I would suggest the following when doing ABS prints:
1. Preheat the machine to ABS temperature at least 10-15 minutes before starting the print.
2. Use an enclosure, or a draft shield.
3. Use glue stick or something like Layerneer as an adhesion booster and release agent. I cannot overemphasize the release agent! See below.
4. When the print is complete, let it cool, slowly, to almost room temperature before attempting to remove from the build plate.
As to the heatbed itself, I have noticed no visible issues with deforming or warping. However, when I do ABS prints and have the machine heated to ABS temp and stabilized, I've noticed that the Pinda 'double taps' in one location, consistently, indicating a possible deviation from what it's expecting. It seldom if ever does this when heated and stabilized to PLA or PETg temperatures. My heatbed is solid-mounted to the 'squished frog' underframe using factory hardware, and every so often I do check to be sure that the mounting bolts are snug.
Another thing I've learned by trial and error is to design models so the features have the strength needed to resist warping. Hollow spaces with thin walls are notorious for this.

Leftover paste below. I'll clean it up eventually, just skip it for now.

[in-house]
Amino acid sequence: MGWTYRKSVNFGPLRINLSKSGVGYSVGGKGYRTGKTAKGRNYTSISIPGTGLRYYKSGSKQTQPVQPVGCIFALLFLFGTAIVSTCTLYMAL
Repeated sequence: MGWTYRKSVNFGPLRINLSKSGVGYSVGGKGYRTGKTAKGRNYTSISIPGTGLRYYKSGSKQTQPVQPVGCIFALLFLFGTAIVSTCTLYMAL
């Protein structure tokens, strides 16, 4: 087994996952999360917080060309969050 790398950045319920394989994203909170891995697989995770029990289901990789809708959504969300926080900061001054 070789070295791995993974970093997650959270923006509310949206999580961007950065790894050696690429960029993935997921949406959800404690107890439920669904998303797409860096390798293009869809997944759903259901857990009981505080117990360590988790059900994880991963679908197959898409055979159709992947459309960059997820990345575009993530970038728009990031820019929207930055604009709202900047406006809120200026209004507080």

I'm sitting at my desk looking at three rectangular covers I made for a project using Hatchbox ABS. The largest is about 160mm x 64mm and all are 2mm thick. They are as flat and as square as can be. I also did an enclosure for a simple electronic project using the same filament. Again, square as square can be. (See photo below)
Now, having said all of that, I will say that you need to take care when doing ABS prints on the Prusa PEI sheets. I've now had two ruined plates (see photos below) one small and relatively minor, and another very significant, when removing ABS prints from the plates.
The first one (top) was one of my first ABS prints on the Prusa. (Look at the bad spots above and to the left of the printed piece.) I was used to the glass plates at our local makerspace, where it was common to use metal tools and such to remove the prints. I got impatient when an ABS print did not want to release, so I grabbed a kitchen implement and pried it off, along with a few small pieces of the PEI coating. Had I simply waited, or at worst put it in the refrigerator for a while, it probably would have released. Lesson learned the hard way. Stumble while climbing the learning curve.
Now the bottom example still stumps me. It was a fairly large ABS print, with an adequate coat of Layerneer on the plate before printing, a cool-down to almost room temperature, and a trip to the 'frig when I realized that it was not releasing. It popped right off, along with a large piece of the PEI coating. The pieces of coating that I removed from the bottom of the print were quite brittle, so I figure that it was approaching end of life. It was over two years old and had considerable use and abuse.
I did re-skin that plate, and if you want to read a report on an exercise in masochism, the link is below. Very tedious and nasty work, once is enough for this lifetime!